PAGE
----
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Dare Obasanjo wrote:
> I'm still waiting for someone with a theoretical background to debunk the
> statements in the paper "On Database Theory and XML"[0] that it is is an
> unsolvable problem to guarantee that one can create a query that for any
> given XML input will generate output that conforms to a specified XML schema.
>
> [0] http://www.cs.washington.edu/homes/suciu/files/_F2066943700.ps
That paper has an interesting example. Paraphrasing some,
given the input DTD:
<!ELEMENT root (elm*)>
the query:
element result {
for $x in //elm RETURN element a { $x/text() },
for $x in //elm RETURN element b { $x/text() },
for $x in //elm RETURN element c { $x/text() }
}
and the output DTD:
<!ELEMENT result (
( (a,a)*, (b,b)*, (c,c)* )
 ( a,(a,a)*, b,(b,b)*, c,(c,c)* ) ) >
(which says that the number of a's, b's, and c's all have
the same parity, i.e., either an even number of each or an
odd number of each), then the query will always produce a
valid output given a valid input. However, no type system
based on regular grammars will be able to deduce this fact.
The best a type inferencing algorithm will be able to come
up with given the input DTD and query is:
<!ELEMENT result (a*, b*, c*)>
which is a proper superset of the output DTD. The *real*
language generated by the query is
element result { a*n, b*n, c*n : n >= 0 }
(where "a*n" means, roughly, <element name="a" minOccurs="n"
maxOccurs="n"/>), which is a proper subset of the output DTD
(so the query is typesafe) but this language is not expressible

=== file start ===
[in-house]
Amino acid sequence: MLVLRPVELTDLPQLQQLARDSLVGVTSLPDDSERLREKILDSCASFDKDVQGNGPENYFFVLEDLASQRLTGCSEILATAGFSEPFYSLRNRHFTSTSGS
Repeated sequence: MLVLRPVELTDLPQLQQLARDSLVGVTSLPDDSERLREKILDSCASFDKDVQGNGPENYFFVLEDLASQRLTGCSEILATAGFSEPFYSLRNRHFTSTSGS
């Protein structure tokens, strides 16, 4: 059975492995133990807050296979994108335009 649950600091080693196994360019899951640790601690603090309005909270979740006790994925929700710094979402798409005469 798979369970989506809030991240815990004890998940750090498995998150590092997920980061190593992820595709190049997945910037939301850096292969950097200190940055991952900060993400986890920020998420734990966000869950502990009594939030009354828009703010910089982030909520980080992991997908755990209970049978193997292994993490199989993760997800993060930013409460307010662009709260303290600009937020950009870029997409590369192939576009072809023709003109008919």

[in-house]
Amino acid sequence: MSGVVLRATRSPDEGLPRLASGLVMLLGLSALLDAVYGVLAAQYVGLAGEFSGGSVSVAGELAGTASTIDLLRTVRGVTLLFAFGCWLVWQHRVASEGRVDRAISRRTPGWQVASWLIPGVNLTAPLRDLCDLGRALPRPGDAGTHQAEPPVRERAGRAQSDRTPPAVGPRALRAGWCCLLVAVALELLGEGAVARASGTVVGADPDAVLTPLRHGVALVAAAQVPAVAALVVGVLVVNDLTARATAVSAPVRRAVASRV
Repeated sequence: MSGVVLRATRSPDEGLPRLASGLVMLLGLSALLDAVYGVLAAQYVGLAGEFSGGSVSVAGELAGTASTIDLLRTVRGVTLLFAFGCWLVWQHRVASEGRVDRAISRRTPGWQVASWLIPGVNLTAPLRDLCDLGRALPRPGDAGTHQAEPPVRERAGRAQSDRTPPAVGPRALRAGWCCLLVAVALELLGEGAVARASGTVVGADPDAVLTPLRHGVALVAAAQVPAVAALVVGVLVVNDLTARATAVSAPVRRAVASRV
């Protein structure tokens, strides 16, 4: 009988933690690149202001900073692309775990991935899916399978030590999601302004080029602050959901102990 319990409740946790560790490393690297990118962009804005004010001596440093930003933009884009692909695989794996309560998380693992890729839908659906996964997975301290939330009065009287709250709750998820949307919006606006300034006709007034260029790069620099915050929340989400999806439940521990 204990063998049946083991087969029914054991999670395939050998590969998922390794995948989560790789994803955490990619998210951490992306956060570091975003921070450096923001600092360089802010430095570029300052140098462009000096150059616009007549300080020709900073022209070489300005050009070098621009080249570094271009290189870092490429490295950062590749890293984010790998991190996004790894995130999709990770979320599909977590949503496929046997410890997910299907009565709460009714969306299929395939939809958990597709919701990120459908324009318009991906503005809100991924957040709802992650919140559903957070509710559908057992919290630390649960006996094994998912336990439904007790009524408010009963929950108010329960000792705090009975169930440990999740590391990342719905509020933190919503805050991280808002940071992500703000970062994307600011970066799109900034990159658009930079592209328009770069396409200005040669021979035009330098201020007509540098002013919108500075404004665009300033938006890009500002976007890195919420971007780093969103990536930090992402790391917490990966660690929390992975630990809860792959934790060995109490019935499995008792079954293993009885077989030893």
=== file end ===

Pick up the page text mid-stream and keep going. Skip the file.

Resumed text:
in a regular grammar.
Basically this means that any type inferencing algorithm
for XQuery (or an XQuerylike language) based on DTDs (or a
DTDlike type system) cannot be complete: it will always
reject some typesafe queries.
That doesn't mean that a *sound* type inferencing algorithm
isn't possible, i.e., one that produces no false positives
but may answer "no", "maybe", or "I don't know" on some
correct inputs. Personally I don't think this limitation
is much of a problem in practice: ML and Haskell have the
same property and their type systems are still tremendously
useful.
The astute reader will note that the example output DTD is not
deterministic. It's not clear whether requiring deterministic
content models helps the problem any; my guess is that it doesn't.
As for Suciu's claim that "When one adds joins, typechecking
becomes undecidable" [p. 5]: I'm not quite up to debunking it,
but it sounds bogus to me; regular languages are closed under
cartesian product and homomorphisms, which is basically what
a join gives you.
Joe English
jenglish@flightlab.com